What is an Egg Wash and Why Should You Use It?

Here’s the secret to giving puff pastries, breads, pies, and other baked goods a shiny finish and crispy crust.

An egg wash can be used to seal edges, add shine, add a crisper crust, or enhance the golden color of baked goods
Photo: Getty Images

Have you ever wondered how some breads and baked goods get that gorgeous sheen? It's a simple mixture of egg and liquid called an egg wash. Aside from adding a nice glimmer, they are workhorses in the pastry world, and can be used to seal edges, add shine, add a crisper crust, or enhance the golden color of baked goods.

What is an egg wash?

"It's essentially a filter for your baked goods," says food historian and baker KC Hysmith. "It's a really simple thing that most bakers should learn to enhance their baked goods. In baking, many recipes call for an egg wash to be brushed on the baked goods before it goes into the oven. The purpose of this is to give the final product a golden brown color that is slightly shiny. Egg washes can make the final product look more professional, a bit crispier, or act as a binder."

When should you use an egg wash?

Aside from the obvious benefit of egg washes making baked goods appear shiny and glazed, they can also serve as an adhesive. "Historically, egg whites were used as an adhesive, added to recipes to bind ingredients together," Hysmith says. "This is the same idea. This means using an egg wash mixture to make something stick, such as using one to make braided pie dough or pocket dough stick together. You can even layer an egg wash before applying sugars or other things you want to stick together."

An egg wash can give a baked good a golden brown color that is slightly shiny
Getty Images

What are the different types of egg washes?

Egg washes are simple, but there are a few different types, each with its own effect on baked goods. "Egg washes can be made with cream, water, and different parts of the egg, to achieve varying final touches," notes F&W associate food editor Paige Grandjean. "They all have their time and place." Here are a few to know:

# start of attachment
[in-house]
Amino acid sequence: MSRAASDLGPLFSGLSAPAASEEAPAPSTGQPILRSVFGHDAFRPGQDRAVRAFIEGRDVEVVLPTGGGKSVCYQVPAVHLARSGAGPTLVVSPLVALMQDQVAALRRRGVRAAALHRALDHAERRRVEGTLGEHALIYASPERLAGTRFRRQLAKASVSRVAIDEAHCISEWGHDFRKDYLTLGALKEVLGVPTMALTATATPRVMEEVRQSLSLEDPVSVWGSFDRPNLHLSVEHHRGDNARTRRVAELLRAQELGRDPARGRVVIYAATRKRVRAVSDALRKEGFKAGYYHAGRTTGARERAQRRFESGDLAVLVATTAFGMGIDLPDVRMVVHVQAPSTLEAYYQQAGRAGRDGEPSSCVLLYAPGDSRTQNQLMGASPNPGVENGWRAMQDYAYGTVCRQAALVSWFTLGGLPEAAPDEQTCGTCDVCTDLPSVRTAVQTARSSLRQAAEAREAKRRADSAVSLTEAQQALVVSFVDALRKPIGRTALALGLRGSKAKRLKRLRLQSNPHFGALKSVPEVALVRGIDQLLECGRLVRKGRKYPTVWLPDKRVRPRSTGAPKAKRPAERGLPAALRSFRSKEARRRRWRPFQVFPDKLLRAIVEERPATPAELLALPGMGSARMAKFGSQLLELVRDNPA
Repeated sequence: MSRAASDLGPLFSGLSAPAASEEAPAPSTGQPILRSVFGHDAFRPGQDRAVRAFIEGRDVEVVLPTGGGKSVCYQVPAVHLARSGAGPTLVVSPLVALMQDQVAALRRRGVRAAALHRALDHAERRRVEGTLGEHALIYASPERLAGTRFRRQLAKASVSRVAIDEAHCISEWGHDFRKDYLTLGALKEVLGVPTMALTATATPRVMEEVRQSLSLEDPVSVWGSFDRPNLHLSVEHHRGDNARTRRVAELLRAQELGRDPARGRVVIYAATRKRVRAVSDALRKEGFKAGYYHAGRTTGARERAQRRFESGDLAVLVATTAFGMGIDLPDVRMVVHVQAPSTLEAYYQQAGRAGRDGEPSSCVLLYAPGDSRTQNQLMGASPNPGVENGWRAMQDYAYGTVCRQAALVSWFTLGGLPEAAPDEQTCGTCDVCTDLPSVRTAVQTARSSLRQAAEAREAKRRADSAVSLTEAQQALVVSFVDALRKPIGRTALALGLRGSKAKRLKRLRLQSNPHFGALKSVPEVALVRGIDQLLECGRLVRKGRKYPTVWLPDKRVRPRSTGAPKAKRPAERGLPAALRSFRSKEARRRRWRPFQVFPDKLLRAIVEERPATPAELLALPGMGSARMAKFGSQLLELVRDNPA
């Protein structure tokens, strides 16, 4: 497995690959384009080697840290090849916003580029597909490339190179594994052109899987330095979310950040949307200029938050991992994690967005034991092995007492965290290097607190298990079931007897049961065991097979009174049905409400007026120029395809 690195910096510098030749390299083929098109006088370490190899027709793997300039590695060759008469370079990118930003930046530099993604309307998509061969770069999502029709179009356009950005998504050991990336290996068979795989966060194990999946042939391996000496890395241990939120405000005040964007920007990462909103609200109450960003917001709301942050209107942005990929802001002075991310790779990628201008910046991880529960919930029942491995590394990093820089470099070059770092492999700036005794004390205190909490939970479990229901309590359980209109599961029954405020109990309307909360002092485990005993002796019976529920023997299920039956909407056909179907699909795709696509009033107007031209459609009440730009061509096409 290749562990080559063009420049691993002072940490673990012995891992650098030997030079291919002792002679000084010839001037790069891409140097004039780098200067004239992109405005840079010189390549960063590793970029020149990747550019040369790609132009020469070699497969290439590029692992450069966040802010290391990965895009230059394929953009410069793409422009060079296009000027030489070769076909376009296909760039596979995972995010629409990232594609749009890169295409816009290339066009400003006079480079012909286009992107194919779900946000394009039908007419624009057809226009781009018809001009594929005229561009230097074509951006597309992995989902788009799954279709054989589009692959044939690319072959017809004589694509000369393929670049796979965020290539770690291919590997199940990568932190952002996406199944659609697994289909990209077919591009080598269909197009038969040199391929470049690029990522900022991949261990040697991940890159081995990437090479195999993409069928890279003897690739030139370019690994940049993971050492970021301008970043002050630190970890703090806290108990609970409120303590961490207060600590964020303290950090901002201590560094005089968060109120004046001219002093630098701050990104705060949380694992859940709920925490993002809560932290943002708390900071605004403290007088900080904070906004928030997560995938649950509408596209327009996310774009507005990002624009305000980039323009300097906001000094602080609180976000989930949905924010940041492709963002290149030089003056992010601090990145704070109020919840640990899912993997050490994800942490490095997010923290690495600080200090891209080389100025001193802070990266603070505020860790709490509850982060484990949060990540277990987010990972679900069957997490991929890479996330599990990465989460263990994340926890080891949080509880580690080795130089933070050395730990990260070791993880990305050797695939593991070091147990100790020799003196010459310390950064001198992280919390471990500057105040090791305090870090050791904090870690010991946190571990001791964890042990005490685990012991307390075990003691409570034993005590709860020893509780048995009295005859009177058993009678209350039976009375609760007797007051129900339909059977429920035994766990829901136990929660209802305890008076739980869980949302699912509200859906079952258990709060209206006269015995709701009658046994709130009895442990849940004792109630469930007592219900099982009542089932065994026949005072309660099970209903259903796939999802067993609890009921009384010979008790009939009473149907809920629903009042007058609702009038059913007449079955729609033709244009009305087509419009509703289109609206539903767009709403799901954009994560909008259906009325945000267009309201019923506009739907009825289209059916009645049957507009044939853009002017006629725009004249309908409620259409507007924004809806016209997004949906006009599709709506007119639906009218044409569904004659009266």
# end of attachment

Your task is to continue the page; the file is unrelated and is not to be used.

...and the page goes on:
Egg and Water

This is the most traditional egg wash, made by whisking together an egg and about a tablespoon of water. This all-purpose egg wash gives baked goods a golden sheen.

Egg Only

If you are looking to achieve a darker golden brown color on your baked goods, simply whisk an egg and brush it over the dough before baking.

Egg Yolk Only

Using whisked egg yolk as an egg wash will give your baked goods a golden hue, "which was a big trend in the '50s, '60s, and '70s," says Hysmith.

Egg White Only

An egg white brushing will yield a nice, clear shine, or as Hysmith describes it, "that glazed look." Aside from using an egg white-only egg wash to add shine, it is also useful in helping sugar adhere to cookie or pastry dough as an edible glue.

Egg and Milk or Cream

"Using cream or milk is a very old-school egg wash method, but popular," says Haysmith. By brushing an egg beaten with milk or cream, you will get a baked good with a light golden brown color and a nice amount of shine.

Mayonnaise

You may be surprised to learn that mayonnaise makes an excellent egg wash, but it makes sense when you consider that traditional mayonnaise includes eggs. Consider using it as an egg wash replacement the next time you are baking something savory, for a nice bit of shine and some extra fat and acidity.

Pick the best brush

The best brush to use with an egg wash is a silicone pastry brush; it is easier to clean than a natural bristle brush. Grandjean also advises adding a pinch of salt to your egg wash. "It helps to denature the proteins and gives you a super smooth wash for brushing," she explains.

Can I store egg wash?

If you have some egg wash leftover after baking, you can keep it, wrapped in the refrigerator for two days. This is especially useful if you are doing a lot of baking over the course of a few days. Or, simply use your leftover egg wash to make some scrambled eggs.

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